So, as mentioned, the DC Circuit Court of Appeals came down with an interesting ruling (PDF available here). Here's the background of the case, as summarized in the majority opinion:
The Abigail Alliance for Better Access to Developmental Drugs ("the Alliance") seeks to enjoin the Food and Drug Administration ("FDA") from continuing to enforce a policy barring the sale of new drugs that the FDA has determined, after Phase I trials on human beings, are sufficiently safe for expanded human testing (hereafter "post-Phase I investigational new drugs"). More specifically, the Alliance seeks access to potentially life-saving post-Phase I investigational new drugs on behalf of mentally competent, terminally ill adult patients who have no alternative to government approved treatment options . . .
The Alliance contends that the FDA's policy violates the substantive due process rights to privacy, liberty, and life of its terminally ill members. The complaint presents the question of whether the Due Process Clause protects the right of terminally ill patients to decide, without FDA interference, whether to assume the risks of using potentially life-saving investigational new drugs that the FDA has yet to approve for commercial marketing but that the FDA has determined, after Phase I clinical human trials, are safe enough for further testing on a substantial number of human beings. . .
As you may be able to tell from the direction that's taking, the majority opinion says that yes, the FDA does violate due process in these cases. They're reasoning from the Glucksberg case, in which the Supreme Court laid down some guidelines for such claims, but not being a con-law scholar, I'm not qualified to address this line of thinking. They also work from precedents which hold that patients have a due process right to refuse life-saving treatments, and hold that there's a similar right to access potentially life-saving ones. "In both cases", the majority opinion says, "the key is the patient's right to make her decision about her life free from government interference. . .the Alliance seeks for its members the same right of access enjoyed by those terminally ill patients lucky enough to secure a spot in Phase II trials. Accordingly, we hold that the district court erred in dismissing the Alliance's complaint . . ."
I'm torn by this line of reasoning. My libertarian streak likes the talk about being free from government interference, but my drug-industry experience keeps suggesting some practical difficulties. (For one thing, if we're telling the government to get lost, why mandate Phase I trials in the first place?) There's a pretty strong dissenting opinion from the recently-appointed Justice Griffith that goes into these problems. First off, he has a problem with the line of reasoning that the majority used:
. . .It does not help the majority's cause that the Supreme Court has rejected several similar challenges. . .To be sure, the Supreme Court has not addressed the constitutional argument raised by the Alliance. But contrary to the tradition asserted by the majority, there is a tradition of courts rejecting arguments that the Constitution provides an affirmative right of access to particular medical treatments reasonably prohibited by the Government.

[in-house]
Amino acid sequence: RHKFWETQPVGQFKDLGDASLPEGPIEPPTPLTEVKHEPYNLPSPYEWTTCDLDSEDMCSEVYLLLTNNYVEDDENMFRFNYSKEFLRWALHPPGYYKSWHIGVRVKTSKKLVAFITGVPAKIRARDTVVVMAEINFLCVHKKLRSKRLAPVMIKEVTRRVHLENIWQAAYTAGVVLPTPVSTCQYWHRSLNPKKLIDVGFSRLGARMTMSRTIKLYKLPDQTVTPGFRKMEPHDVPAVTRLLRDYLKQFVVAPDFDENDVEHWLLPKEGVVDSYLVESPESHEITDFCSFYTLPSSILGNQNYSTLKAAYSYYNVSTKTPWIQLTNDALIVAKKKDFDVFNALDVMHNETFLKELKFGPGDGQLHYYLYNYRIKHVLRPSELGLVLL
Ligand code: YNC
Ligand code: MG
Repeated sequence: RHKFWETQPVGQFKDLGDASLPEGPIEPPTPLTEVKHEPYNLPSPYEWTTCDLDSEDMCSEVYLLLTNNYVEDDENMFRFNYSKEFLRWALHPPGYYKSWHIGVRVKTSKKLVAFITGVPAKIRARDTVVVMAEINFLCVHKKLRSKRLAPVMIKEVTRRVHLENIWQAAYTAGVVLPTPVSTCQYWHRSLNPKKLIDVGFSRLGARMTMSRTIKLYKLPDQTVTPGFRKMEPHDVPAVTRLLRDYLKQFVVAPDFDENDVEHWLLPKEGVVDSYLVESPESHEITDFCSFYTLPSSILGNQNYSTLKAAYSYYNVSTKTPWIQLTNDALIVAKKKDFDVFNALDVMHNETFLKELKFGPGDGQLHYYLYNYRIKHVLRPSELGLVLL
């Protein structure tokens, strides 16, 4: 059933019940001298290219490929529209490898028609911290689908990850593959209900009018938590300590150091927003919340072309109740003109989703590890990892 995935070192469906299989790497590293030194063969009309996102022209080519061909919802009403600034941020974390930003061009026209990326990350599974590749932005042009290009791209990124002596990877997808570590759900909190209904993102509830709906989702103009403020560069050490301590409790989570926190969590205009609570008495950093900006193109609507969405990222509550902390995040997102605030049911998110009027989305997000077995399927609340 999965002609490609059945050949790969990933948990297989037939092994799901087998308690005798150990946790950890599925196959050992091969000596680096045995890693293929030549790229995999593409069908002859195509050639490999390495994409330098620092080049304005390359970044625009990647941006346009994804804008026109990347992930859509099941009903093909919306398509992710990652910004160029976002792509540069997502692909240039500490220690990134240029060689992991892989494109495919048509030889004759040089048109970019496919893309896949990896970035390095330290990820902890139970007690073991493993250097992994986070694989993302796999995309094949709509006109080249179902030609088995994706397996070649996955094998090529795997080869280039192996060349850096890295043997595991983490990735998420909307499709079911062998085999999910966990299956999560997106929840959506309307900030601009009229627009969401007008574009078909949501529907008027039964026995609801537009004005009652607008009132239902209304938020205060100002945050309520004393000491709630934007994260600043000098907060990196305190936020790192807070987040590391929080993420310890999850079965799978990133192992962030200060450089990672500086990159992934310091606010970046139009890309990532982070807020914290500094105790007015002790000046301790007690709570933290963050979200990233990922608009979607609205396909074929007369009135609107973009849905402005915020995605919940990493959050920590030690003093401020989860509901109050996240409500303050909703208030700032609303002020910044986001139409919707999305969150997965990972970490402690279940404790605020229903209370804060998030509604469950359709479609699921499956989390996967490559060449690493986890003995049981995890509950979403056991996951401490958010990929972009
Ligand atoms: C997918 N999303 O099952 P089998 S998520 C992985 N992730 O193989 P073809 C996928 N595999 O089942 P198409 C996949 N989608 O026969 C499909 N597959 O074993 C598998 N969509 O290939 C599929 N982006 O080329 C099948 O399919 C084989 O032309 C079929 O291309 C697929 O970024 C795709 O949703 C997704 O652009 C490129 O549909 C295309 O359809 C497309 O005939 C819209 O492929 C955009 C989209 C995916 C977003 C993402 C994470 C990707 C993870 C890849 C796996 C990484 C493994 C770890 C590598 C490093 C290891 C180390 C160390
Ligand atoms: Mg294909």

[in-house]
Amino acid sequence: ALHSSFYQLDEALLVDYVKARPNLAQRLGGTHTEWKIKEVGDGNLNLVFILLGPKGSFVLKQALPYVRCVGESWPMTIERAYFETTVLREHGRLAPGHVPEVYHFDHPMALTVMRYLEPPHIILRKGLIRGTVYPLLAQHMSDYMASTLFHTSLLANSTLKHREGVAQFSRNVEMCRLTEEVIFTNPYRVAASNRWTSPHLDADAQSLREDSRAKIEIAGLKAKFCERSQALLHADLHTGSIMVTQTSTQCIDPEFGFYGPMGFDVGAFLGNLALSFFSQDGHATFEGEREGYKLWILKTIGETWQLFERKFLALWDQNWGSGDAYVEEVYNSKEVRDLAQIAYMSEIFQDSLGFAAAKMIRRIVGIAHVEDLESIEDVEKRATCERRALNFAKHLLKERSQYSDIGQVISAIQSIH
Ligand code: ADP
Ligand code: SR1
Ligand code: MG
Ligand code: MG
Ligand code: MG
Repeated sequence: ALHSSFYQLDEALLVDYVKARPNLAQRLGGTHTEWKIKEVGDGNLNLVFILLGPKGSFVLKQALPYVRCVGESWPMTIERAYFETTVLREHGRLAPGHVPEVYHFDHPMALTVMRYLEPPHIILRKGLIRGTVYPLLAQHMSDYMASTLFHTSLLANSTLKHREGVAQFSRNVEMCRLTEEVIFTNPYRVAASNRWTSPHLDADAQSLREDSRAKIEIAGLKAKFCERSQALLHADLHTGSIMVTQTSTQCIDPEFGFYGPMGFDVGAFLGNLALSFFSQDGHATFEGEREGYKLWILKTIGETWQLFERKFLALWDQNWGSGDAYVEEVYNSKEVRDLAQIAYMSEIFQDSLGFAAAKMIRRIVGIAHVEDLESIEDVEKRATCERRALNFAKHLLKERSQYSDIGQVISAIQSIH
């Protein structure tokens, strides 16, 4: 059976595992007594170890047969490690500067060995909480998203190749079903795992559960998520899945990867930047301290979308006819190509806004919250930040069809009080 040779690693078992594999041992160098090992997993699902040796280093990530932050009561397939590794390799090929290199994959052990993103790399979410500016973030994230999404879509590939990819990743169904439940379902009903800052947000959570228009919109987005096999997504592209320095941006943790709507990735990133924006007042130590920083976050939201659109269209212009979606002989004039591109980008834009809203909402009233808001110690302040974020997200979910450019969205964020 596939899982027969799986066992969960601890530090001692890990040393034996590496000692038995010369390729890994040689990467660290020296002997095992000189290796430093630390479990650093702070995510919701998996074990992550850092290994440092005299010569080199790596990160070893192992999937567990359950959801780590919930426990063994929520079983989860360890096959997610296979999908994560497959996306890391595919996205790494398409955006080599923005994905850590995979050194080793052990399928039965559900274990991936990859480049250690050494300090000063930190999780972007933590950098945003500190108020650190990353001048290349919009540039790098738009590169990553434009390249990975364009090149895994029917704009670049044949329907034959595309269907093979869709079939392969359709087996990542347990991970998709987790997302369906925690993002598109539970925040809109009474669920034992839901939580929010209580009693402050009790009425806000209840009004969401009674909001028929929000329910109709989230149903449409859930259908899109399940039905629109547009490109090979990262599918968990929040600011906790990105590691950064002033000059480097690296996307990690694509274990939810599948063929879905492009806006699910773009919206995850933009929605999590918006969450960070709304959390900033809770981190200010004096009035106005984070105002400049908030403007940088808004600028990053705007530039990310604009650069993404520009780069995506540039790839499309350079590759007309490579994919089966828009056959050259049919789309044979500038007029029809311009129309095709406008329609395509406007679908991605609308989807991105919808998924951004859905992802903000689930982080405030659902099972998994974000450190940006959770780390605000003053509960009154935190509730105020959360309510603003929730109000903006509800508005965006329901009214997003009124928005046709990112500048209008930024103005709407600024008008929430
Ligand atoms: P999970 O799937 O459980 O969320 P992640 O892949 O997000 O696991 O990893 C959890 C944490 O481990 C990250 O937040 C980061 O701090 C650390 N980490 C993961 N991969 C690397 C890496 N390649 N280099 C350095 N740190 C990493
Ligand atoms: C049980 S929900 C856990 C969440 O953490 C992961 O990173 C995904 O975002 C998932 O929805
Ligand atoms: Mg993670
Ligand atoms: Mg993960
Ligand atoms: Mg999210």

It's the last paragraph of his dissent that I find rather persuasive, though:
The majority's new right to procure and use experimental drugs raises a number of vexing questions that are now constitutional issues, potentially insulated from the tug and pull of the political process. If a terminally ill patient has such a right, are patients with serious medical conditions entitled to the benefit of the same logic and corresponding access? If an indigent cannot afford potentially life-saving treatment, would the Constitution mandate access to such care under the right recognized by the majority? Can a patient access any drug . . .if she believes, in consultation with a physician, it is potentially life-saving? Would the majority's right guarantee access to federally-funded stem cell research and treatment? Perhaps most significantly, what potential must a treatment have in order for the Constitution to mandate access? Because the majority does not answer this last question, the District Court faces an impossible task on remand.
These are just the sort of problems that I think are glossed over by Justices Ginsberg and Roberts. Where do we draw the line? There are all sorts of things that make it through Phase I that wipe out in Phase II and beyond for lack of efficacy. It's all very well to talk about potentially life-saving therapies, but that potential is, in many cases, pretty damn well hidden. What sort of Phase I study is enough to trigger this right to treatment? (And who pays for it, for that matter, and how is that figure arrived at?) And it's important to realize that Phase I only studies acute safety, for the most part. Keep in mind that compounds drop out in Phases II and III for safety problems that only showed up in larger samples and longer trials. The threat of lawsuits is bad enough already, with drugs that have made it through a lot more than Phase I. How are we going to fare with even earlier compounds?
Justice Griffith is correct in seeing this as a practice that can only expand. The demand is certainly there. I'm more willing than I was a few years ago to see what a safety-trial-only system for pharmaceuticals would look like, but this isn't, to my mind, the way to get there. We're not running Phase I trials in a such a way that they can stand on their own for drugs to go right into patients - perhaps not even patients that are dying. If we want to change that, let's change it - but from the ground up, not by going through a hybrid regime that might give us the worst of both approaches.